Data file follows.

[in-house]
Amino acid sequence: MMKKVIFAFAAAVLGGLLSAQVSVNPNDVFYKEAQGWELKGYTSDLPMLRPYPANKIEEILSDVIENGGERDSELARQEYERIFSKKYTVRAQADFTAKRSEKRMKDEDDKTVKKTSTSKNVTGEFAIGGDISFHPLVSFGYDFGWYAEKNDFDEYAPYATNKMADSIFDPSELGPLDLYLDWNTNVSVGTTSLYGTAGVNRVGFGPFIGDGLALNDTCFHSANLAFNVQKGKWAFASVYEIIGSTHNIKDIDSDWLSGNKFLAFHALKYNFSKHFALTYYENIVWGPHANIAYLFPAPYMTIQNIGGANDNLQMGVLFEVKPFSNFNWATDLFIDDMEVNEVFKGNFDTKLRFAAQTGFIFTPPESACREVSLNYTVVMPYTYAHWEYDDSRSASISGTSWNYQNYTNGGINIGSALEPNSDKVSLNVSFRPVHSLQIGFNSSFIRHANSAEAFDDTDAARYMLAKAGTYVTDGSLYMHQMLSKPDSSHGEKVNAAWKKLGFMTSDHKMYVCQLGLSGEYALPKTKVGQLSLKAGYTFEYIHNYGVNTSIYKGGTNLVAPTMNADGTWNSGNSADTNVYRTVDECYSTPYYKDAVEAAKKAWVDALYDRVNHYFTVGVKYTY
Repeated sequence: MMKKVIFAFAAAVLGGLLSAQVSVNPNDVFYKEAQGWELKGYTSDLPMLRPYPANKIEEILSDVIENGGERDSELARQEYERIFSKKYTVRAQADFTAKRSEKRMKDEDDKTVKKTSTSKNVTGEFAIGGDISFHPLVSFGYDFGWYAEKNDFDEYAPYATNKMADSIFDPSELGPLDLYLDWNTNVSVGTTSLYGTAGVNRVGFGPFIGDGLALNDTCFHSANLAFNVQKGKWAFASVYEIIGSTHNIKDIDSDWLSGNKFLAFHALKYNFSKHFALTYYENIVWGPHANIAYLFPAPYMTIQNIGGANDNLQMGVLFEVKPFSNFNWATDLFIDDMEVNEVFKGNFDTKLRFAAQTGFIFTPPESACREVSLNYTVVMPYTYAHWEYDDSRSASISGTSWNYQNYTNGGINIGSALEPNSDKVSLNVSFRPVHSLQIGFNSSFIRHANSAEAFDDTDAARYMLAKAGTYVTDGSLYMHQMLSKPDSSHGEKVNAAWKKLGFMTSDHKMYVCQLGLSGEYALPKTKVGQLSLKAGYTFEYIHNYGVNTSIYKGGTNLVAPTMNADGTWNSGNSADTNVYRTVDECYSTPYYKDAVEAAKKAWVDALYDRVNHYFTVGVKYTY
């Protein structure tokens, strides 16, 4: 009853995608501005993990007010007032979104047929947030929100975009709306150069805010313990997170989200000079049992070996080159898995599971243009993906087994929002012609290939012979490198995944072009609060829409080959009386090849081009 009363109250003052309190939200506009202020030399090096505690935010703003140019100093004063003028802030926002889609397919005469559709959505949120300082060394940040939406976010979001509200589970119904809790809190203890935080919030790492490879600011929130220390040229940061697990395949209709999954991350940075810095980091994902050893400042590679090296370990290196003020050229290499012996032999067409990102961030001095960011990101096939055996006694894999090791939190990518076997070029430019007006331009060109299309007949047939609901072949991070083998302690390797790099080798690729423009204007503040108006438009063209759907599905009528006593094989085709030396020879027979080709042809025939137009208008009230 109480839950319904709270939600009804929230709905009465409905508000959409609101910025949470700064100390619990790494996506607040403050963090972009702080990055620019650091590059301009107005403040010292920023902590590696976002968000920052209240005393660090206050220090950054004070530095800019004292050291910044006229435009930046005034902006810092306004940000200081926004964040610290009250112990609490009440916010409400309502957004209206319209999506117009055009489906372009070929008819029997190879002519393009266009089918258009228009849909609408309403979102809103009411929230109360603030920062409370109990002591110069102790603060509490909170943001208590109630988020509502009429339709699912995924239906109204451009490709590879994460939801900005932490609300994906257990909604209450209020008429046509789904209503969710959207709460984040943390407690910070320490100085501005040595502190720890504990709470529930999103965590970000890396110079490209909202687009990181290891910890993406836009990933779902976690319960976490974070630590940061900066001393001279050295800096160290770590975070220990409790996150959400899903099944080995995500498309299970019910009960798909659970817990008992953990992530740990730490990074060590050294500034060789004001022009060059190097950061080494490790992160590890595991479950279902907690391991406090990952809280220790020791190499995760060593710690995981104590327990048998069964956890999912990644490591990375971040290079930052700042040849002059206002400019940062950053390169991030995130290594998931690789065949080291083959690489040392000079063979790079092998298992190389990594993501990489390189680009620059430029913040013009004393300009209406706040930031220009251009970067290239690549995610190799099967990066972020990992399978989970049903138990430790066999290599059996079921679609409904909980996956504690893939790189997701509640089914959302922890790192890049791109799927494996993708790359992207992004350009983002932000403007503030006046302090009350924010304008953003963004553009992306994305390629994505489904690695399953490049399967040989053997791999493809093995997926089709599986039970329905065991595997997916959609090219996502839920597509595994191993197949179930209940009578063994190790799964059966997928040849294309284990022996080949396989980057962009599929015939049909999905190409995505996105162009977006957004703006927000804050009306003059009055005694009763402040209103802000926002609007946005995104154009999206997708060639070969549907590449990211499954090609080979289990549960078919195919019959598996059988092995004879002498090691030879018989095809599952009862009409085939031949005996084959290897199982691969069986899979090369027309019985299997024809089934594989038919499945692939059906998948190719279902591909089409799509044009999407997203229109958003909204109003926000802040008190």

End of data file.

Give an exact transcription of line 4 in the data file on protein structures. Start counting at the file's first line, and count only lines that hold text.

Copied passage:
């Protein structure tokens, strides 16, 4: 009853995608501005993990007010007032979104047929947030929100975009709306150069805010313990997170989200000079049992070996080159898995599971243009993906087994929002012609290939012979490198995944072009609060829409080959009386090849081009 009363109250003052309190939200506009202020030399090096505690935010703003140019100093004063003028802030926002889609397919005469559709959505949120300082060394940040939406976010979001509200589970119904809790809190203890935080919030790492490879600011929130220390040229940061697990395949209709999954991350940075810095980091994902050893400042590679090296370990290196003020050229290499012996032999067409990102961030001095960011990101096939055996006694894999090791939190990518076997070029430019007006331009060109299309007949047939609901072949991070083998302690390797790099080798690729423009204007503040108006438009063209759907599905009528006593094989085709030396020879027979080709042809025939137009208008009230 109480839950319904709270939600009804929230709905009465409905508000959409609101910025949470700064100390619990790494996506607040403050963090972009702080990055620019650091590059301009107005403040010292920023902590590696976002968000920052209240005393660090206050220090950054004070530095800019004292050291910044006229435009930046005034902006810092306004940000200081926004964040610290009250112990609490009440916010409400309502957004209206319209999506117009055009489906372009070929008819029997190879002519393009266009089918258009228009849909609408309403979102809103009411929230109360603030920062409370109990002591110069102790603060509490909170943001208590109630988020509502009429339709699912995924239906109204451009490709590879994460939801900005932490609300994906257990909604209450209020008429046509789904209503969710959207709460984040943390407690910070320490100085501005040595502190720890504990709470529930999103965590970000890396110079490209909202687009990181290891910890993406836009990933779902976690319960976490974070630590940061900066001393001279050295800096160290770590975070220990409790996150959400899903099944080995995500498309299970019910009960798909659970817990008992953990992530740990730490990074060590050294500034060789004001022009060059190097950061080494490790992160590890595991479950279902907690391991406090990952809280220790020791190499995760060593710690995981104590327990048998069964956890999912990644490591990375971040290079930052700042040849002059206002400019940062950053390169991030995130290594998931690789065949080291083959690489040392000079063979790079092998298992190389990594993501990489390189680009620059430029913040013009004393300009209406706040930031220009251009970067290239690549995610190799099967990066972020990992399978989970049903138990430790066999290599059996079921679609409904909980996956504690893939790189997701509640089914959302922890790192890049791109799927494996993708790359992207992004350009983002932000403007503030006046302090009350924010304008953003963004553009992306994305390629994505489904690695399953490049399967040989053997791999493809093995997926089709599986039970329905065991595997997916959609090219996502839920597509595994191993197949179930209940009578063994190790799964059966997928040849294309284990022996080949396989980057962009599929015939049909999905190409995505996105162009977006957004703006927000804050009306003059009055005694009763402040209103802000926002609007946005995104154009999206997708060639070969549907590449990211499954090609080979289990549960078919195919019959598996059988092995004879002498090691030879018989095809599952009862009409085939031949005996084959290897199982691969069986899979090369027309019985299997024809089934594989038919499945692939059906998948190719279902591909089409799509044009999407997203229109958003909204109003926000802040008190």